Season closer at Feinstein’s at the Regency marks the fifth annual gig for John Pizzarelli and family at the posh uptown nitery. John is a remarkably assured and musically gifted guitarist and a smoothly personable crooner. Brother Martin is a proficient timekeeper, while Ray Kennedy’s boldly colorful piano lines bring a comfortable sense of balance to the group’s unified sound. The group swings hard, and the union preserves the familiar textural structure of the Nat “King” Cole trio as they were heard during a decadelong run as a popular recording unit in the ’40s.
The trio offers a brace of standards, brimming with romanticism and sublime melodic form. Bing Crosby and Rosemary Clooney are remembered with the Jimmy Van Heusen-Johnny Burke ballad “Moonlight Becomes You” and Matt Dennis’ jump tune “Will You Still Be Mine?” The tunes also are featured on the trio’s celebratory, 10th-anniversary disc “Live at Birdland” (Telarc).
Pretty thrush Jessica Molaskey (aka Mrs. John P.) took centerstage to mark the debut of her PS Classics CD “A Good Day,” a tribute to Peggy Lee. Molaskey sang “I Don’t Know Enough About You,” a 1946 song Lee wrote with her guitarist and then-husband, Dave Barbour. The tune was rendered with a sensual, feathery approach. Her purring version of “Somebody Loves Me” revealed a uniquely sultry approach to the nearly 80-year-old George Gershwin tune.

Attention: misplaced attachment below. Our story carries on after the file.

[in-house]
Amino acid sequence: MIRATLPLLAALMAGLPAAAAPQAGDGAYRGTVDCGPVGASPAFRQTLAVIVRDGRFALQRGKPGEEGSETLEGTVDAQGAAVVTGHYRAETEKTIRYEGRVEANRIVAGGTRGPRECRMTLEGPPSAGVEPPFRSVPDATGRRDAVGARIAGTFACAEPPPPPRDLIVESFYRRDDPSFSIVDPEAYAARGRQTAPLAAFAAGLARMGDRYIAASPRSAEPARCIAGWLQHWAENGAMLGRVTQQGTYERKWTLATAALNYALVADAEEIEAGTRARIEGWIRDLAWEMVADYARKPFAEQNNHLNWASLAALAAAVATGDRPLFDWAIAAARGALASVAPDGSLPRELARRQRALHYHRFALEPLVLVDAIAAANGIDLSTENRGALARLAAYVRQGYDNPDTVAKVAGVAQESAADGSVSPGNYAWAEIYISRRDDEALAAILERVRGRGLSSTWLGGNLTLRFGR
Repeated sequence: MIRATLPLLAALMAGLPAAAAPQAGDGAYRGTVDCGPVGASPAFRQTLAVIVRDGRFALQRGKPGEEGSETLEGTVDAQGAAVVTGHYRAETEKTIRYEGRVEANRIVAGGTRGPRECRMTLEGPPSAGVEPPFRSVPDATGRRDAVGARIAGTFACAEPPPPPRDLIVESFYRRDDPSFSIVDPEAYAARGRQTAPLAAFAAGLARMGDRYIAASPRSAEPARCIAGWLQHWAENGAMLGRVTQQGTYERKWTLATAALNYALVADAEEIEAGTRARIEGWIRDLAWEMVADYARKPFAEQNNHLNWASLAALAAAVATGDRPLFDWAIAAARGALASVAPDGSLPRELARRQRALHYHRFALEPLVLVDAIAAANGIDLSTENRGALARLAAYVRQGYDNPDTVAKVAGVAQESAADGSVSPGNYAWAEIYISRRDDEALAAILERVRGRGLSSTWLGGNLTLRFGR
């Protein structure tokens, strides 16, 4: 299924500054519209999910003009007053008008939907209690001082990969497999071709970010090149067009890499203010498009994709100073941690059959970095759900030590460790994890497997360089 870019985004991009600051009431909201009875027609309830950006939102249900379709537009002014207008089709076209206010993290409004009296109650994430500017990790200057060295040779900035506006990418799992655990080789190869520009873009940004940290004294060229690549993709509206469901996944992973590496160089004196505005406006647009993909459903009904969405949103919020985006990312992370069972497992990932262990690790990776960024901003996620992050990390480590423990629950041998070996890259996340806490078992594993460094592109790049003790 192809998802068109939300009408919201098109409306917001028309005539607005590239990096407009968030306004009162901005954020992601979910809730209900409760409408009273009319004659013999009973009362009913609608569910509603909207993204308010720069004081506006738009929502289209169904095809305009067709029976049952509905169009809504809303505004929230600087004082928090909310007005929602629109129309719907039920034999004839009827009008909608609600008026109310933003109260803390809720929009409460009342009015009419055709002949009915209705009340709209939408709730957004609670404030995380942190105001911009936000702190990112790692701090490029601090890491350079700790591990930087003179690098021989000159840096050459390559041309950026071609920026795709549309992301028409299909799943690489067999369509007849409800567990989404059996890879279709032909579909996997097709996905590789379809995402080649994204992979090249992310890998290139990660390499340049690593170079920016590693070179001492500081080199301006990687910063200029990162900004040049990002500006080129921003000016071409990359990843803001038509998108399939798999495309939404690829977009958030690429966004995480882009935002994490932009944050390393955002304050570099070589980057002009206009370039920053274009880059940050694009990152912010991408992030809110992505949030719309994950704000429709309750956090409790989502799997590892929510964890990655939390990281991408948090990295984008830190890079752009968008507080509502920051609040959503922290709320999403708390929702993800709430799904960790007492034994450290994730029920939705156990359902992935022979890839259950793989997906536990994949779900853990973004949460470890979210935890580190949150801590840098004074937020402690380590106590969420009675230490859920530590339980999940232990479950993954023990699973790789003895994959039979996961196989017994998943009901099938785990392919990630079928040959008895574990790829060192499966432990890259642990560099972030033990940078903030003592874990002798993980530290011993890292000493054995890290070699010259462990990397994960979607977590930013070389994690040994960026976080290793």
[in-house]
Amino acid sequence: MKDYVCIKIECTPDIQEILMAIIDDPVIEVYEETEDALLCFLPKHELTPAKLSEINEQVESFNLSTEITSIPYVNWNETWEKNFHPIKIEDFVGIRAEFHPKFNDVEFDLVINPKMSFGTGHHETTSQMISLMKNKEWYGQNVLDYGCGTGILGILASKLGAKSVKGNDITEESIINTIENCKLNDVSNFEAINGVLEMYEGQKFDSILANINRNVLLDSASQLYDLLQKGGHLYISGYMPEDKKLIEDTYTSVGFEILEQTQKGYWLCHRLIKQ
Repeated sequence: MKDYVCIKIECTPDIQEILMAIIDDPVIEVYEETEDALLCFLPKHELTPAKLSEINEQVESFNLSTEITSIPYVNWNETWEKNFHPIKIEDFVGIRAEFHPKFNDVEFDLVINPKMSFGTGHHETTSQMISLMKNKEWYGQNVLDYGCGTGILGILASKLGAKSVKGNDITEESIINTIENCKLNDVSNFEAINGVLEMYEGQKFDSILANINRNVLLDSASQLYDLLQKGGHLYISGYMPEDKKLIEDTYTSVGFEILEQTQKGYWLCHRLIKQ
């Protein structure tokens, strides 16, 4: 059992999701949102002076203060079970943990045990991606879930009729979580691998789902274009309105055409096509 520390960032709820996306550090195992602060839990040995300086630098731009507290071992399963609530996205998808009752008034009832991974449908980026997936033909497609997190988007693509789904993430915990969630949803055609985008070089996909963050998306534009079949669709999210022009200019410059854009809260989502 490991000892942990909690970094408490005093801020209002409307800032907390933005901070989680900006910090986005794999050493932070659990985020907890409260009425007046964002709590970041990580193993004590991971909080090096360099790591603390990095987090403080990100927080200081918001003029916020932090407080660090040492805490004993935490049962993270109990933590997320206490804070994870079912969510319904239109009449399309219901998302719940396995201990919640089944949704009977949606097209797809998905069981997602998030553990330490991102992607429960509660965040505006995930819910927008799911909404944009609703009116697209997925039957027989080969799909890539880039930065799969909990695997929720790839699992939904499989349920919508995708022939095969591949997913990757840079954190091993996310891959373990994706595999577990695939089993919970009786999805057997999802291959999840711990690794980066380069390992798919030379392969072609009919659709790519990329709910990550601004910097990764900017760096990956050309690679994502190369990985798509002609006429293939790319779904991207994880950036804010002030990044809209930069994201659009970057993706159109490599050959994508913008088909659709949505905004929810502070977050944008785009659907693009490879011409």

Pianist Kennedy framed Molaskey’s take on “I’ve Grown Accustomed to His Face” with exceptional style and grace. In a playful duet, John took Jon Hendricks’ “Def Jam Swings” for a spinning jazz ride, countered by Molaskey’s defiant Sondheim stand “(I’m Not) Getting Married Today.”
Introducing family patriarch Bucky Pizzarelli, son John quipped, “Dad used to sell 78 records after a performance.” The legendary guitarist traded lines on a churning chorus of “Dinah,” followed by a romping duet of “Sweet Georgia Brown.” Bucky slowed the tempo to solo with a sublimely poetic turn on Richard Rodgers’ “This Nearly Was Mine.”
John encored with a quick spin on the familiar Foxwoods resort TV commercial, on which the trio appears, and his trademark nod to the Garden State, “I Like Jersey Best,” tapping Sting, Lady Day and Bob Dylan, among others, for witty impersonations.
The hour is a bracing blend of bright swinging jazz, a touch of dry humor and warming romantic balladry.